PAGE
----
Figure thumbnail gr6
      Figure 6A ketogenic diet causes metabolic decompensation in liver-specific pyruvate carboxylase KO mice. A, body weight of 9-week-old male Pcxf/f and PcxL−/− mice before and after feeding a ketogenic diet for 1 week. B, blood glucose of 9-week-old male Pcxf/f and PcxL−/− mice before and after feeding a ketogenic diet for 1 week. C, blood lactate of 9-week-old male Pcxf/f and PcxL−/− mice before and after feeding a ketogenic diet for 1 week. D, blood beta-hydroxybutyrate (BHB), NEFA, triglyceride, and cholesterol of 9-week-old male Pcxf/f and PcxL−/− mice after feeding a ketogenic diet for 1 week E, kidney and liver weights of 9-week-old male Pcxf/f and PcxL−/− mice after feeding a ketogenic diet for 1 week. F, H&E staining of liver from male Pcxf/f and PcxL−/− mice after feeding a ketogenic diet for 1 week. Data are expressed as mean ± SEM. ∗p < 0.05; ∗∗p < 0.01; ∗∗∗p < 0.001. NEFA, nonesterified fatty acid.

      RNA-seq analysis of pyruvate carboxylase KO liver

      In order to examine the broad gene expression response of PcxL−/− mice to fasting, we performed RNA-seq on liver from 24 h fasted control and PcxL−/− mice (Tables 1 and S3). Out of ∼22,000 transcripts annotated, over 3900 transcripts were significantly altered in PcxL−/− mice with 437 induced and 397 suppressed by at least 2-fold (Fig. 7A). Gene ontology analysis of significantly altered transcripts did not identify meaningful overarching patterns within the data. However, there were transcripts of interest altered within the dataset. For example, trib3 was greater than 17-fold higher in PcxL−/− mice and significantly elevated in PcxL−/− liver in the fasted, HFD, and ketogenic diet–fed states. While trib3 has been implicated in hepatic insulin signaling and fatty acid synthesis, its precise role and requirement in glucose and lipid homeostasis has been less clear (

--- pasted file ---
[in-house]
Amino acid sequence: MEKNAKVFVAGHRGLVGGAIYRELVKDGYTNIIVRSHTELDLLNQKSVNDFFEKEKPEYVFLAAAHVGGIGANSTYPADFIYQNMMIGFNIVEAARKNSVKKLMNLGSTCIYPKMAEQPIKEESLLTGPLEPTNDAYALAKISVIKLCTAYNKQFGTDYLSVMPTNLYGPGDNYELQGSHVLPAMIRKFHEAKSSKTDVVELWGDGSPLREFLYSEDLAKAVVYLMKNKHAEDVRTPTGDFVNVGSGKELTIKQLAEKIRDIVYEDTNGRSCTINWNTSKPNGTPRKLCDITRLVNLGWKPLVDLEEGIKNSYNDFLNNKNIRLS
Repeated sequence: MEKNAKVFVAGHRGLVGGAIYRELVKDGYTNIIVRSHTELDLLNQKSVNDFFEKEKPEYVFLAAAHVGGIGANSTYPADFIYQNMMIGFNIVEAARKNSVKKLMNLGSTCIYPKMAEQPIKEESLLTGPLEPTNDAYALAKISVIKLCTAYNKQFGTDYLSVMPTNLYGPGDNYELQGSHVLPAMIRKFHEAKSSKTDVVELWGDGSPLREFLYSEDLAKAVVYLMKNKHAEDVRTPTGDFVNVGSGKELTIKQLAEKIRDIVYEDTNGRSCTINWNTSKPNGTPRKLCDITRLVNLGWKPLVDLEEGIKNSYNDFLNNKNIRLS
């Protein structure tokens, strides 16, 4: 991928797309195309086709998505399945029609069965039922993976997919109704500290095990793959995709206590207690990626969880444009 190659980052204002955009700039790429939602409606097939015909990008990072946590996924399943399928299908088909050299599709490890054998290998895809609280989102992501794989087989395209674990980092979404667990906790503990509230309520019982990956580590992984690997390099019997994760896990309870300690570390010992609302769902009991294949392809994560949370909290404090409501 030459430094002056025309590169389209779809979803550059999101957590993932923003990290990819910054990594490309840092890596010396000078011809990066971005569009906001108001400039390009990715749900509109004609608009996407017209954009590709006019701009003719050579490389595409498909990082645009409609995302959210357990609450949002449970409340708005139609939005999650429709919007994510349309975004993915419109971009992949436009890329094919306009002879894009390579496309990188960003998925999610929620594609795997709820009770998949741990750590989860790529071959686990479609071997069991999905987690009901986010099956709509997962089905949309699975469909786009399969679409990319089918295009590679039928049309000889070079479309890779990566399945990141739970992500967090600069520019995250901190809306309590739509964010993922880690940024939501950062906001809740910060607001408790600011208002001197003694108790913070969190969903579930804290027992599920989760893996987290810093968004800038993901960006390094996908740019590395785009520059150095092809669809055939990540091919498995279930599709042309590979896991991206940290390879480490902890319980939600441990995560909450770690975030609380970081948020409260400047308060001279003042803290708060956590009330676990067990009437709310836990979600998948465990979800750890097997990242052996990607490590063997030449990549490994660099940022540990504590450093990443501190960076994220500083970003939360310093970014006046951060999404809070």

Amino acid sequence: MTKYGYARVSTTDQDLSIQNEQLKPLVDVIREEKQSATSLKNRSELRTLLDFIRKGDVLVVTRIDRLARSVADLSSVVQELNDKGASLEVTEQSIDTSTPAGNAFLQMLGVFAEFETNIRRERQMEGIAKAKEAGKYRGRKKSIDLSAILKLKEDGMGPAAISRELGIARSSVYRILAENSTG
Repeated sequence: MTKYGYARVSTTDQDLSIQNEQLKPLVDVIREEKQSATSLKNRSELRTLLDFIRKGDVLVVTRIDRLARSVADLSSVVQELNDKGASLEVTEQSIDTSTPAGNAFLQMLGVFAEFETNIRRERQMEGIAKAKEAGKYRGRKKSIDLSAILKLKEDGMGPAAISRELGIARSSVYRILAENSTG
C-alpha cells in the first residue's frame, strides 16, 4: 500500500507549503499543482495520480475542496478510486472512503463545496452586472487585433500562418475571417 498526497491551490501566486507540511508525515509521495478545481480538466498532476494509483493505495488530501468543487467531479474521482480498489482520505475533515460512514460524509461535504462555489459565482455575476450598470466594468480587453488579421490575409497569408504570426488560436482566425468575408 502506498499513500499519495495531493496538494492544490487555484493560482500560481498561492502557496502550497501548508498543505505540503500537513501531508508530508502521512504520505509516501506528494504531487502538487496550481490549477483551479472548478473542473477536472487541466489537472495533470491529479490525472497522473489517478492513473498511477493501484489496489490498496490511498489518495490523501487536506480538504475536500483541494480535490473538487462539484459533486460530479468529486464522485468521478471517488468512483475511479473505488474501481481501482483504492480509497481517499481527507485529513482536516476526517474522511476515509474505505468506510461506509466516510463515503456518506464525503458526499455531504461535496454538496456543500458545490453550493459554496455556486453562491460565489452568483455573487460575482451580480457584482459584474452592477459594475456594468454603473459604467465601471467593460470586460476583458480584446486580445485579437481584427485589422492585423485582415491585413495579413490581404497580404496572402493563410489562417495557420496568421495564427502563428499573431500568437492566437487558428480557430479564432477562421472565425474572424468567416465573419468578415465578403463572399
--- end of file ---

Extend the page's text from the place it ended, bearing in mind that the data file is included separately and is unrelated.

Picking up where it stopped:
• Iynedjian P.B.
      Lack of evidence for a role of TRB3/NIPK as an inhibitor of PKB-mediated insulin signalling in primary hepatocytes.
      ,
      • Okamoto H.
      • Latres E.
      • Liu R.
      • Thabet K.
      • Murphy A.
      • Valenzeula D.
      • et al.
      Genetic deletion of Trb3, the mammalian Drosophila tribbles homolog, displays normal hepatic insulin signaling and glucose homeostasis.
      ). A subset of putative Pparα responsive transcripts was upregulated including fgf21, acot2, acot5, and elovl7. The fgf21, elovl7, and psat1 transcripts were also induced in the fasted and ketogenic diet–fed states (Fig. 7B). Finally, the stress responsive atf3, atf4, and atf5 were higher in fasted PcxL−/− liver (Fig. 7C). While atf4 was moderately elevated in PcxL−/− liver only in the fasted state, atf3 and atf5 were elevated in the fasted, HFD, and ketogenic diet–fed states (Fig. 7C). Relevant to the present study, Atf5 has been implicated in the mammalian mitochondrial stress response (